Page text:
On the SonyStyle website, they’re presently offering the set with a 3D bundle, which is two pairs of 3D specs, the sync transmitter, two 3D Blu-ray movies and vouchers for four PS3 stereoscopic games and demos. Sony also recently announced that the PS3 will be 3D capable via a planned upgrade sometime in October. That will be an auspicious day for 3D fans, as Sony provided a 3D demo Blu-ray with our review sample that was packed full of very tasty 3D snippets, including some knockout PS3 game demos, along with some stunning looking 3D sporting event excerpts. Sadly, this demo disc isn’t available to consumers, but if you have a Sony store in your town or your local electronics emporium has Sony’s 3D demo setup, by all means go and have a look. Given the installed base of PS3s and the fervor that gamers feel for the latest technology, it has to be assumed that at least some owners will step up to a 3D HDTV.
Where some vendors are trimming back on analog video legacy inputs, it’s nice to see that Sony still supports SD and HD analog video inputs, including two component, one composite and an RGB PC input, which join the four HDMI inputs. A USB port allows connection to a wireless Wi-Fi adapter, or to a multi-media component for photo or video viewing and the like. There are audio outputs including an optical digital audio port. Two of the HDMI inputs and the USB port are on the set’s left side convenience connection panel.
On Screen Display
Sony’s excellent Xross Media Bar interface is a model of clarity and ergonomic design. Using the exact same design as on their Playstation3 product, the XMB features clear text, colorful graphics and logical groupings.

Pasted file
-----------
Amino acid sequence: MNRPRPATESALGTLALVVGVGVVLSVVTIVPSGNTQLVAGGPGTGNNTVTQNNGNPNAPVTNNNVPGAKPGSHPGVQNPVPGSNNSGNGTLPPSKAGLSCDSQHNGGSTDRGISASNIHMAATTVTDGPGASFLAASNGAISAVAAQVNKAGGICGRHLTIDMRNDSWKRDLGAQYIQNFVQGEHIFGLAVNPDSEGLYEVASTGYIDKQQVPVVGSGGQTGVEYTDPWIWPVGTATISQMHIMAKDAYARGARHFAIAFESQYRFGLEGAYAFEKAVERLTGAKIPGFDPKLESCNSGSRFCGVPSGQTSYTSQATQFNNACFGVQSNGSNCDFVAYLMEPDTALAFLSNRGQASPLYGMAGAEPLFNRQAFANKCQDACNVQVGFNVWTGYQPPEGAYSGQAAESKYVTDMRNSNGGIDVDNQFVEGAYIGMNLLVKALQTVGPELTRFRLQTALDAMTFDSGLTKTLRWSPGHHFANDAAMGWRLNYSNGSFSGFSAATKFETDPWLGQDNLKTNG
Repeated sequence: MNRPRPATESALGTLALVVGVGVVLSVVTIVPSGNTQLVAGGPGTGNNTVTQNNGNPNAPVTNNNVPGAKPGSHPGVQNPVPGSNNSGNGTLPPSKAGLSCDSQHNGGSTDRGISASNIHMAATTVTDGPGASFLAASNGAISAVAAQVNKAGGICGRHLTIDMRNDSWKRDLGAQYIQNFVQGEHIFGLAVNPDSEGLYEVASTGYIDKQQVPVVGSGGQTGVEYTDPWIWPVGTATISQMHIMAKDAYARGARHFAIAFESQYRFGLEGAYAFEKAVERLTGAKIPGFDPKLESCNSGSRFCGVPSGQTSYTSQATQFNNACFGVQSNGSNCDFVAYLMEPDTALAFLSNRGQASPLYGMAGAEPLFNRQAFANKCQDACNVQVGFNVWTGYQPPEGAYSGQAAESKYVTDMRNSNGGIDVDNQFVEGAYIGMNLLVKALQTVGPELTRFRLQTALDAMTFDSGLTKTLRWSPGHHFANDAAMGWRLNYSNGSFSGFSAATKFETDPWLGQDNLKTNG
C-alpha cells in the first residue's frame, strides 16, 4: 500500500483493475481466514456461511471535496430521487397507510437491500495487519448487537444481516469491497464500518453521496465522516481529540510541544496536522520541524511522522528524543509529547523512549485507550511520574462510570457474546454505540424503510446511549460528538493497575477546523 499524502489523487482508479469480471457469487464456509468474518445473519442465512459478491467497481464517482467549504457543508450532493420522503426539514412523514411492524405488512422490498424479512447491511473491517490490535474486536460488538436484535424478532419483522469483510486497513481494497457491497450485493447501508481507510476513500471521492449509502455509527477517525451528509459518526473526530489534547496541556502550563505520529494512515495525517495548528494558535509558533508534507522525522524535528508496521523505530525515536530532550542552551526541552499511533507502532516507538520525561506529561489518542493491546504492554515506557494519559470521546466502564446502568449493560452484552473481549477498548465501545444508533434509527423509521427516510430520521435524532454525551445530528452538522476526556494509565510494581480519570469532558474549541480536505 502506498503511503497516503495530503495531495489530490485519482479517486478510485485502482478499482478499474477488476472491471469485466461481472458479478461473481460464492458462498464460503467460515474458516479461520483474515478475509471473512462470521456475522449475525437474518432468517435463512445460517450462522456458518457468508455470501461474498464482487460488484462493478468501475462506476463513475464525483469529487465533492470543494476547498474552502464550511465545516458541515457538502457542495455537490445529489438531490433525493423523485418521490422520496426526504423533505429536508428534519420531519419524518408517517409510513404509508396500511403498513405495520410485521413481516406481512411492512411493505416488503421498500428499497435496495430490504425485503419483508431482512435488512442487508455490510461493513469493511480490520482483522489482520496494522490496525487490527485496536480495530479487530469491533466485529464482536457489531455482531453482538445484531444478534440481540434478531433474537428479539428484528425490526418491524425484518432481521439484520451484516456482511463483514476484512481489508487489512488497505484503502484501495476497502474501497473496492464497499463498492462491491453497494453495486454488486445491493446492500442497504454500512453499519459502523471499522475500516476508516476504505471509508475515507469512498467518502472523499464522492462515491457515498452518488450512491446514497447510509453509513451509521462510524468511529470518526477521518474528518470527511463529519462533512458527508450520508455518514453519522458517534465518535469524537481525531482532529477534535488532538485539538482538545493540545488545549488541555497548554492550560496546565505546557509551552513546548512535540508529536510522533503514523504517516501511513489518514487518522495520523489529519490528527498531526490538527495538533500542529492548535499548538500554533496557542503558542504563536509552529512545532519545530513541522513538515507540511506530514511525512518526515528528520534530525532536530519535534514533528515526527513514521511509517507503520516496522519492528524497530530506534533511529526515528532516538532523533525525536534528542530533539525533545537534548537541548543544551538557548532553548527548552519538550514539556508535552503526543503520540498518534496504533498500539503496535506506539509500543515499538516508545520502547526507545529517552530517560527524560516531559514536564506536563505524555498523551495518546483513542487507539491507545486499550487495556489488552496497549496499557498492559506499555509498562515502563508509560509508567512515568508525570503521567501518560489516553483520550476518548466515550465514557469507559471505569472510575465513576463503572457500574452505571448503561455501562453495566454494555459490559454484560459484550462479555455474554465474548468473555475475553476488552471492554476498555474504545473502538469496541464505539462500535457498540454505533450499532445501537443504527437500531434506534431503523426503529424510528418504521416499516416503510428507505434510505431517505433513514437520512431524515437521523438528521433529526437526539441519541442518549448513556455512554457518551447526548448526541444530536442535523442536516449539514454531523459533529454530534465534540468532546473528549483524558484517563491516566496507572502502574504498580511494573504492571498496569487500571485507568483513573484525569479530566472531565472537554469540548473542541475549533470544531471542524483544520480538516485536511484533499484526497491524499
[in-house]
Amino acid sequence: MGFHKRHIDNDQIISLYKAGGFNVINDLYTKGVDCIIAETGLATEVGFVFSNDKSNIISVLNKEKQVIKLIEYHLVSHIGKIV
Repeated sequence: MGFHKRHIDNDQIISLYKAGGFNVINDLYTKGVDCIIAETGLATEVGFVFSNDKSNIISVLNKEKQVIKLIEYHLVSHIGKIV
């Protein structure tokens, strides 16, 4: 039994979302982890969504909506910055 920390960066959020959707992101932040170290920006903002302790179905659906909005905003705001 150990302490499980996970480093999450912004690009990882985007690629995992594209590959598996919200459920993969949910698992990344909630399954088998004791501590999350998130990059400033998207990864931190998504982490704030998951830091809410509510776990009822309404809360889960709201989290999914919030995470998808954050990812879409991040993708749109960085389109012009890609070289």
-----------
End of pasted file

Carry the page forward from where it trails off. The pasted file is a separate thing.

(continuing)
Of special note here is the provision of an on-screen owner’s manual (they call it i-Manual). While there is a printed owner’s manual supplied with the set, it’s only there for basic installation and setup. For advice on the set’s many features and adjustments, the on-screen i-Manual is a treat to use. It features clear dark text on a large white background, with sufficient graphics when appropriate.
I especially appreciate the fact that most menu selections stay on-screen until the user decides when to switch out of the menu, although the input selector function is the exception as that only stays on-screen for just a few seconds.
I’ve griped about earlier Sony remotes and while this one is backlit, always a good idea, many of the buttons and their labeling are downright teensy. The remote is programmable though, allowing control of a disc player, external audio system and a cable or satellite set top box. There are no discrete input buttons, but the set will let you program out any unused inputs, saving toggle-through time. Curiously, there are two power buttons, one at the top right of the remote, and another on the otherwise bare underside. Depending on how one clutches the remote, it’s possible to accidently nudge that lower-mounted button and turn the set off (happened twice during my time with the set).
• Color: 45
• Hue: 0
• Sharpness: 50
• Picture Mode: Cinema (Sony calls their picture mode Scene)
• Backlight: 5 (or higher if the 3D image is too dim)
• Color Temp: Warm2
• Gamma: -1 (measures 2.18)
• HD size (pixel-to-pixel): Full Pixel
• Noise Reduction: Off
• MPEG Noise Reduction: Off
• MotionFlow: Standard
• CineMotion: Auto 1
• Black Correction: Off
• Advanced Contrast Enhancement: Off
• LED Dynamic Contrast: Off
• Auto Light Limiter: Off
• Live Color: Off
• Detail Enhancement: Off
• Edge Enhancement: Off
While the out-of-the-box Standard picture mode has many of the above functions active, switching over to the Cinema scene/mode disables most of them. That’s the place to start, and then over time users can see whether or not some modes do any good (or harm, which is usually the case with so-called picture enhancements).
3D Blu-ray Evaluation: Cloudy With A Chance Of Meatballs